Supreme Court’s key rulings on campaign finance
A 63-year-old law,and two of its own decisions, that barred corporations and unions from spending money directly from their treasuries on ads that advocate electing or defeating candidates for president or Congress but are produced independently and not coordinated with the candidate’s campaign.
–The prohibition in the McCain-Feingold Act that since 2002 had barred issue-oriented ads paid for by corporations or unions 30 days before a primary and 60 days before a general election.
–The century-old ban on donations by corporations from their treasuries directly to candidates.
–The ability of corporations, unions or individuals to set up political action committees that can contribute directly to candidates but can only accept voluntary contributions from employees, members and others and cannot use money directly from corporate or union treasuries.
–The McCain-Feingold provision that anyone spending money on political ads must disclose the names of contributors. [Read the full article]
Power company Exelon said Friday that its fourth quarter profit fell 18 percent, as demand for electricity in the U.S. remained soft in the weak economy.
Exelon made $581 million, or 88 cents per share, for the quarter ended Dec. 31 compared with profit of $707 million, or $1.07 per share, in the year-ago quarter. Revenue fell to $4.12 billion from $4.49 billion a year ago.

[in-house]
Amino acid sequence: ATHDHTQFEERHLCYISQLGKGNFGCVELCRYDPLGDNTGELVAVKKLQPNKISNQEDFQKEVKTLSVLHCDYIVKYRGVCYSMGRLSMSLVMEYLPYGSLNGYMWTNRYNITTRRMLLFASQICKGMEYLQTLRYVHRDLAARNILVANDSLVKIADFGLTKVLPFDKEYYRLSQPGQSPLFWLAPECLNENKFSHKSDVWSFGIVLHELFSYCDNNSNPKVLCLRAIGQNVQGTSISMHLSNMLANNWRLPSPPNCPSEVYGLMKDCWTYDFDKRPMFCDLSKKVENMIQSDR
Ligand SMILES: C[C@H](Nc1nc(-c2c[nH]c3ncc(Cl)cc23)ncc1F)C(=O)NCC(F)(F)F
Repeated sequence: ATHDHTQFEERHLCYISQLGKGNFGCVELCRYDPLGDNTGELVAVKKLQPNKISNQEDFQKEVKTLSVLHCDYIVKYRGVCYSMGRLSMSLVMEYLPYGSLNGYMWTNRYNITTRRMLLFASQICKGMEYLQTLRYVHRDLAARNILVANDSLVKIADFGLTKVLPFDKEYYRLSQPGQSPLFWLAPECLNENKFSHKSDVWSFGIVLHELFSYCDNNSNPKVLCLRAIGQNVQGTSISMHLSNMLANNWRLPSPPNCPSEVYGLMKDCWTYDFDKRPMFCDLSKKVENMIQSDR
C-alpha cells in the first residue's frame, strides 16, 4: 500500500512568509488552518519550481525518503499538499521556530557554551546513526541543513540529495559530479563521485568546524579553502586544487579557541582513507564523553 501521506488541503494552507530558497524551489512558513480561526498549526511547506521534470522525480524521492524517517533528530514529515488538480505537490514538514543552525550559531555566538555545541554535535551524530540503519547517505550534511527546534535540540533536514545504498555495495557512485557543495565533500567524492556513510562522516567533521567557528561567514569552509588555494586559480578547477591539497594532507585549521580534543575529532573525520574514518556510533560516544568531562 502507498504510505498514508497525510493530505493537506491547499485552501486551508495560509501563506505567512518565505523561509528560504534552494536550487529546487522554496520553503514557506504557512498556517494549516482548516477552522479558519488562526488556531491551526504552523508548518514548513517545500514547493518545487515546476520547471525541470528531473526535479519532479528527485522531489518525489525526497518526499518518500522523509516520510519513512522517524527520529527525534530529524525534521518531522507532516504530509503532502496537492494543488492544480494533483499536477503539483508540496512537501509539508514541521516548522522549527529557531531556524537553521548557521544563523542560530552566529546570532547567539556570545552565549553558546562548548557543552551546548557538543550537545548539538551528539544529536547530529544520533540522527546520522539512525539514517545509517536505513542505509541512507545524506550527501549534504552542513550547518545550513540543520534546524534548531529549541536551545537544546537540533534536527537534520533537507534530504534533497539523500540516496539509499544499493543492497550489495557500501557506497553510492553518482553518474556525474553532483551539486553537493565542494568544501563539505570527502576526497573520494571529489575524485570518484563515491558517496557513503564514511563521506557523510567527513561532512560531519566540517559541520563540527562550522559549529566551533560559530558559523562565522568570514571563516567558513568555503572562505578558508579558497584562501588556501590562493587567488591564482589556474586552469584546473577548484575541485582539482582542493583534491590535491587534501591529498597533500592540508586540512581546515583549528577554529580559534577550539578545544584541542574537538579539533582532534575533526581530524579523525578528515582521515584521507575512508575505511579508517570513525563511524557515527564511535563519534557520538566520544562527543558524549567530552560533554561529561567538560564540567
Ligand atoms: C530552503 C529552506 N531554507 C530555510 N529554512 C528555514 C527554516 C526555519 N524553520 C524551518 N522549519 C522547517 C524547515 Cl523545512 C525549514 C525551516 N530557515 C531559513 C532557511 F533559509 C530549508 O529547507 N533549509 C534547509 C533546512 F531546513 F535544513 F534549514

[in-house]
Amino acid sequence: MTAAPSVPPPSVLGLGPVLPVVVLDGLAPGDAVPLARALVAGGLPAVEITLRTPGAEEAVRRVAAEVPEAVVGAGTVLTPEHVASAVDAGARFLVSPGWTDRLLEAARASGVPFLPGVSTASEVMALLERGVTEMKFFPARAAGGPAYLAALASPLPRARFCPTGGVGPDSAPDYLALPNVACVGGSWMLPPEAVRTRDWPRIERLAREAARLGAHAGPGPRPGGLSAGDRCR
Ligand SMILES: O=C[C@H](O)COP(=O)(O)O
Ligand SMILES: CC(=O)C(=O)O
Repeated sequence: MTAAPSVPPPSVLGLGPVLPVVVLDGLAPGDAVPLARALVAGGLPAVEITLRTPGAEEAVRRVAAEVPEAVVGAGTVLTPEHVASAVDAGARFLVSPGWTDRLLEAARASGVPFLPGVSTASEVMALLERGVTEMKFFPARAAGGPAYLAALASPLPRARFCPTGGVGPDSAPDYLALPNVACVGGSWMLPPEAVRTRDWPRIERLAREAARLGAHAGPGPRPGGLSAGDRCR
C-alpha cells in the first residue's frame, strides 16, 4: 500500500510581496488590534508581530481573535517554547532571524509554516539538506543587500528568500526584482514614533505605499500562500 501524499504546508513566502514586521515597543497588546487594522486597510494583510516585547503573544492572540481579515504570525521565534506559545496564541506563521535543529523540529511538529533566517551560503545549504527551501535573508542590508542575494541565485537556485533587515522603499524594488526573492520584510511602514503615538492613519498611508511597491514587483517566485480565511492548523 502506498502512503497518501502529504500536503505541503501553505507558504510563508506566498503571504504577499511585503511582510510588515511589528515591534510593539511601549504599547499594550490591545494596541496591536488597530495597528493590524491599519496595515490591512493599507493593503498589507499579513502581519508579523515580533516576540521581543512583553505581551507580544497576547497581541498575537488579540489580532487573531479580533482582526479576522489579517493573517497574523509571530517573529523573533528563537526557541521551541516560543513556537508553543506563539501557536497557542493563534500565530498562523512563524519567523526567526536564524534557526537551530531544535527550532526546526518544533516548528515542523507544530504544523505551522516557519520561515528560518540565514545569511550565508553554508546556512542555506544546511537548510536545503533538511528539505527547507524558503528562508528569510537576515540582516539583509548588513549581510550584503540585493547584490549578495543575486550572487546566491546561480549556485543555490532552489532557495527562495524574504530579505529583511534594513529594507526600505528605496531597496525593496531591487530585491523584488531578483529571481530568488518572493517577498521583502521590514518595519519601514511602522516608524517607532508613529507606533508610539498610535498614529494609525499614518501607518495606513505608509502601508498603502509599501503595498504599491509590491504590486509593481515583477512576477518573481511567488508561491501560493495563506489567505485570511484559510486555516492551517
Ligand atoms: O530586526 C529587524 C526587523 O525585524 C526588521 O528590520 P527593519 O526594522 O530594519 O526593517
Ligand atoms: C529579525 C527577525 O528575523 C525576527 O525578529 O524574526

Exelon, one of the nation’s largest power generators and the biggest operator of nuclear power plants in the U.S., says demand during the quarter continued to be weak at its utilities in the Chicago and Philadelphia areas. It says it also was hurt by a refueling outage at its Three Mile Island operations in Pennsylvania and above-average temperatures in the quarter.
Like other power generators, Exelon has been hurt by two straight years of declining electricity usage because of the recession, with demand from industrial customers down 20 percent alone in 2009. [Read the full article]
Car buying is not like buying a television or other household item. There are many different factors to consider, and the sheer purchase price alone makes it worth spending some time researching before you buy. If 2010 will bring you a new set of wheels, then follow these 10 tips to help ensure you buy a car that you are happy driving and that fits your budget.Start by taking a careful look at your budget.Even if you have a car in mind, determine your budget before venturing onto a dealer’s lot. Using the home budget calculator, assess your monthly bills and what you need to save to determine how much car you can afford. Try not spend more than 20 percent of your monthly household income on all the family’s cars, including the costs to operate them.Consider the total cost of owning the car.Don’t just look at cars whose monthly payment will max out your budget. [Read the full article]
This annual New Year’s column suggests steps readers can take to make the right money tips in the coming year. Here’s hoping you have a safe and prosperous New Year.Seek professional help.Working with a financial planner can help you identify your life goals and a roadmap to reach them. A comprehensive financial plan takes a holistic look at your income and assets, and relates it to these goals.
The Certified Financial Planner Board of Standards Inc. has a wealth of consumer-friendly information, including the publication “How to choose a financial planner.”
Bankrate’s “Financial planners: Not just for millionaires anymore” gives additional financial planning and money tips.Rebalance your portfolio.The stock market, as measured by the S&P 500 Index, is up 25 percent for the year. That’s compared with a loss of 37 percent in 2008. [Read the full article]